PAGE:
When oil broke through the critical $50 per barrel barrier early in January, consumers around the world were celebrating. Cheap oil translates into lower costs at the pump, which means that you can go further on less money, and you’ll have more disposable income in your wallet. But that doesn’t quite tell the whole story, because cheap oil may be a sign of a global economy in distress. The ramifications of depressed oil prices, caused by an oversupply of Brent crude oil and WTI crude oil are not as cut and dried as one might expect. All around the world, countries are starting to feel the heat, even oil-rich countries in OPEC. Take for example the case of Venezuela which is now running the world’s fastest-growing inflation rate at around 64%. From the outset, it is not apparent why a country so rich in natural resources would be feeling the heat – but it is. With OPEC countries continuing to oversupply and demand at historically low levels, oil producing wells are not earning the revenues that they need to sustain production capacity.
The Impact of Cheap Oil on the Average US Consumer
US consumers have wasted no time cashing in on cheap oil. Over 13 states in the US now offer gasoline at under $2 per gallon, and the number of states is growing fast. In fact, the cheap price of gasoline has prompted many motorists to purchase trucks as opposed to cars as they are now more affordable to run. Statistics released by Ward’s Automotive Group show that trucks outsold passenger vehicles by the biggest margin in nine years. Wealth is now being shifted from OPEC states like Saudi Arabia, Iran, Iraq, Venezuela, Qatar, UAE and others to consumers in industrialised countries. The predicament in the US is being bolstered by the fact that US oil production is at an all-time high with shale oil fracking. Coupled with recessionary fears across Europe and Asia, the dollar is surging while the euro, the pound, the Russian ruble and other major currencies are best described as wobbly. Asset trading managers at Banc De Binary do not rule a $40-$45 price range out of the question for WTI crude oil, perhaps even Brent crude oil.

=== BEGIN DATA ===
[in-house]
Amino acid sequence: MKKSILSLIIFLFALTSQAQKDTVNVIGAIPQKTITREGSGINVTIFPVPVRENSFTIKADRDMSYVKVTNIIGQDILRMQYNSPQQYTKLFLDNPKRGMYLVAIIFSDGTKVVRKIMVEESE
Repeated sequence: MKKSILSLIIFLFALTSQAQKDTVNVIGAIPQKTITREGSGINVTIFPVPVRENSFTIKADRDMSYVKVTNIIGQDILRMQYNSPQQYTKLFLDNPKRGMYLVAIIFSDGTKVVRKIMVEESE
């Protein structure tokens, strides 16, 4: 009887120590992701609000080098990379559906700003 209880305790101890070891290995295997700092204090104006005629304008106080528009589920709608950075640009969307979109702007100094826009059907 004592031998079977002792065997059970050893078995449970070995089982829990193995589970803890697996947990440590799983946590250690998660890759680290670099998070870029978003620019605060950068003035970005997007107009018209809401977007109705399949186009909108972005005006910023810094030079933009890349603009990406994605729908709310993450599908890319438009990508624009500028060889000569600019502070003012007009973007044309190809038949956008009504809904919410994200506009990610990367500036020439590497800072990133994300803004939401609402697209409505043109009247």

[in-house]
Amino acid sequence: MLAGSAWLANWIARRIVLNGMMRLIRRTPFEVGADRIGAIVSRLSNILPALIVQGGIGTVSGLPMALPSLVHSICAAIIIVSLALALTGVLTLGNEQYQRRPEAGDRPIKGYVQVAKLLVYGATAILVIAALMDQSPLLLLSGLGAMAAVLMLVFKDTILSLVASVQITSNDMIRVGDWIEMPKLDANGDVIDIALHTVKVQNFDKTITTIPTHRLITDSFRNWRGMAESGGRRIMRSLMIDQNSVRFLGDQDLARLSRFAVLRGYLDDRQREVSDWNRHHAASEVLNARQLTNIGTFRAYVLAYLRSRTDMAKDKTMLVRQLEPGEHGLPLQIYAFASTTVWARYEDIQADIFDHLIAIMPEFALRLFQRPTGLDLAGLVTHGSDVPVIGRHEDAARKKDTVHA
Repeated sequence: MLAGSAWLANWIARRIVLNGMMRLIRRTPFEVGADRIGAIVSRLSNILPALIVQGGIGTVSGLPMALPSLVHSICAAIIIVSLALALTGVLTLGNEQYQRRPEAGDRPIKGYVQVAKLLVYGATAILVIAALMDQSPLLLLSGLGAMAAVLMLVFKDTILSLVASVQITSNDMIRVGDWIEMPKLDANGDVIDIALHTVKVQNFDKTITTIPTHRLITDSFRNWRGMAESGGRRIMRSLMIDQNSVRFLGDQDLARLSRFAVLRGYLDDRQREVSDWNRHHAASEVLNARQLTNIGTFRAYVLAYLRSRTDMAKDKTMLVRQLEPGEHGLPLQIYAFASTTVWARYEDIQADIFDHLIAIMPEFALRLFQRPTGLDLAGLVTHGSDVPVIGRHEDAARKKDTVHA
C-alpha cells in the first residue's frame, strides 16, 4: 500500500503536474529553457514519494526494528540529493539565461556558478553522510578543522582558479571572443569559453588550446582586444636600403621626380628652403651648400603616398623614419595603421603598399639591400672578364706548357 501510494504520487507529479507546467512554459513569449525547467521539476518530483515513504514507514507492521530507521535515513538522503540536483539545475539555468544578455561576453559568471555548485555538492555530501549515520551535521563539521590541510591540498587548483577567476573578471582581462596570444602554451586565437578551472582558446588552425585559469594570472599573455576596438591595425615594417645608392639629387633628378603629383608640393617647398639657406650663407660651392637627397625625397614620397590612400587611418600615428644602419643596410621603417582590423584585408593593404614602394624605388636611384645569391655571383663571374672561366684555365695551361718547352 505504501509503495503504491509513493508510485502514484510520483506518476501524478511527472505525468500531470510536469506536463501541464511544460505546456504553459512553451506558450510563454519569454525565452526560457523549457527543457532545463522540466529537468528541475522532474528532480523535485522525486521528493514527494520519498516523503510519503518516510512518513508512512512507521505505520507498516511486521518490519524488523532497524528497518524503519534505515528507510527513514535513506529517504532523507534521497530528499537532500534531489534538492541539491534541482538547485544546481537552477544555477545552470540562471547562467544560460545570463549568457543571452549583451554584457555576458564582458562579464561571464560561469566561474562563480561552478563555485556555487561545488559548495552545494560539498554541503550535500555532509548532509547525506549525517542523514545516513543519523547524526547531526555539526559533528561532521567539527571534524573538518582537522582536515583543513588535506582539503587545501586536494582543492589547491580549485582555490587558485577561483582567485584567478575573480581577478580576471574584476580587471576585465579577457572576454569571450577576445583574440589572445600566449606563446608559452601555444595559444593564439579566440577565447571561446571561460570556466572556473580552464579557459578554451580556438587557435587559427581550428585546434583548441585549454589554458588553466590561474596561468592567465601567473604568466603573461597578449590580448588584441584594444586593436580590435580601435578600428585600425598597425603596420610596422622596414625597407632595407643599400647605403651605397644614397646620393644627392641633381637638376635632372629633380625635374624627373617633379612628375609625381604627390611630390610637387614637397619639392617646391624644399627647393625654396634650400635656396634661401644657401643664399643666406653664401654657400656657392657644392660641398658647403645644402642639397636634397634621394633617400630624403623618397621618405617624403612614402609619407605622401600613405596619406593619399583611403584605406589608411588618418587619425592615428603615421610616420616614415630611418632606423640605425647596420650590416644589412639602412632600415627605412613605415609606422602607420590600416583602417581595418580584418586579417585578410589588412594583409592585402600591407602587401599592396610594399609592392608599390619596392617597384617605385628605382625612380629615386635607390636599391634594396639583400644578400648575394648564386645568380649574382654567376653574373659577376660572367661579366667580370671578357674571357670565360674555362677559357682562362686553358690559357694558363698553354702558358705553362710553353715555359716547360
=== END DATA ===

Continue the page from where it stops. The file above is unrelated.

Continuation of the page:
Global Statistics Posit Startling GDP Rates
Oxford Economics Ltd conducted research into how the falling oil price will affect developing and developed countries respectively. More specifically a price target of $40 per barrel was set, and the associated GDPs (Gross Domestic Product) of various countries were evaluated over and above the present IMF growth projections. Topping the list was the Philippines with an estimated growth rate in excess of 1.5 percentage points in 2015/16 with oil prices at $40. This would put the Philippines GDP at approximately 7.6% on average for 2015/16. Other countries are expected to benefit from $40 per barrel oil including the Slovak Republic at approximately 1.25% GDP growth, South Africa at around 1.1% GDP growth and Thailand at 1% GDP growth. The US GDP growth is expected to be around 0.6% over and above its current rate if oil prices remain at $40 per barrel in 2015/16. The countries hardest hit by cheap oil are the ones that rely on it for the bulk of their revenues. These include Saudi Arabia which will experience approximately – 4% GDP growth at $40 per barrel during 2015/16; Russia which will experience – 3.75% GDP growth, the United Arab Emirates at -1.6% and Norway at -1.1%. These contractions in GDP growth rates will have a knock-on effect on the global economy, so it is important that asset traders focus on the big picture.
Is Everyone Bearish On Oil?
At the time of writing, the general consensus among analysts around the world is that oil prices will continue to slide during Q1 and Q2 of 2015, perhaps well beyond. Technical and fundamental analysis tends to corroborate that perception. The issue is compounded by the fact that OPEC countries, led by Saudi Arabia, refuse to cut supply and would rather allow oil markets to find their own equilibrium. Whether this is a power-play to try and squeeze the US out of the lucrative global oil market or simply a market share initiative remains to be seen. Trading assets like oil and other energy sector stocks have took centre stage for the latter half of 2014 and will undoubtedly do so for Q1 of 2015. Even if supply/demand considerations are factored into the oil price, the price level will likely be determined by the perception of market participants, rather than economic balance.